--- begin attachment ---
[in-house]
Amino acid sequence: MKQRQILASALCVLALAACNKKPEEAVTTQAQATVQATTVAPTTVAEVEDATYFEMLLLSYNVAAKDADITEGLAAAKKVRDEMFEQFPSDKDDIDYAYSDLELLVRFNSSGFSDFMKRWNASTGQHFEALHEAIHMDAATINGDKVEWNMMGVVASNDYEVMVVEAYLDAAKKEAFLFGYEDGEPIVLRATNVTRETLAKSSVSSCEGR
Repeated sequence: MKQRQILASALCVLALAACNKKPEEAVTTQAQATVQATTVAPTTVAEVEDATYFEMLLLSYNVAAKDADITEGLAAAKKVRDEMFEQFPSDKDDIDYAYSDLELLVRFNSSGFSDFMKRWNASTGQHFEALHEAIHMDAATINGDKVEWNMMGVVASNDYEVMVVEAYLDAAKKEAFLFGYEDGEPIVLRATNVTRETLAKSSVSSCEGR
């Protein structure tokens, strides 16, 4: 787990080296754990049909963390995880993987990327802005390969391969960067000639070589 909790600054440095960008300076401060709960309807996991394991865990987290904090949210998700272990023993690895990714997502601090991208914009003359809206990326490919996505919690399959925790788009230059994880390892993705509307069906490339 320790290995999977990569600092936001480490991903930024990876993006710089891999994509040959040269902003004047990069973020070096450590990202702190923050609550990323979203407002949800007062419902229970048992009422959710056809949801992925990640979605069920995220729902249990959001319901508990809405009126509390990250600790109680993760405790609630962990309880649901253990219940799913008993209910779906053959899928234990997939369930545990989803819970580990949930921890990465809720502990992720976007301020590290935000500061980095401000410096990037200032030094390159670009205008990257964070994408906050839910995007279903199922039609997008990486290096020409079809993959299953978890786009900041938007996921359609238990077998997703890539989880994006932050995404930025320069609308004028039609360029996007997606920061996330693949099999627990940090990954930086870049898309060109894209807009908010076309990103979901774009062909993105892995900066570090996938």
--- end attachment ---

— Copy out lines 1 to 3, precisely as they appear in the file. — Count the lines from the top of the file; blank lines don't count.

[in-house]
Amino acid sequence: MKQRQILASALCVLALAACNKKPEEAVTTQAQATVQATTVAPTTVAEVEDATYFEMLLLSYNVAAKDADITEGLAAAKKVRDEMFEQFPSDKDDIDYAYSDLELLVRFNSSGFSDFMKRWNASTGQHFEALHEAIHMDAATINGDKVEWNMMGVVASNDYEVMVVEAYLDAAKKEAFLFGYEDGEPIVLRATNVTRETLAKSSVSSCEGR
Repeated sequence: MKQRQILASALCVLALAACNKKPEEAVTTQAQATVQATTVAPTTVAEVEDATYFEMLLLSYNVAAKDADITEGLAAAKKVRDEMFEQFPSDKDDIDYAYSDLELLVRFNSSGFSDFMKRWNASTGQHFEALHEAIHMDAATINGDKVEWNMMGVVASNDYEVMVVEAYLDAAKKEAFLFGYEDGEPIVLRATNVTRETLAKSSVSSCEGR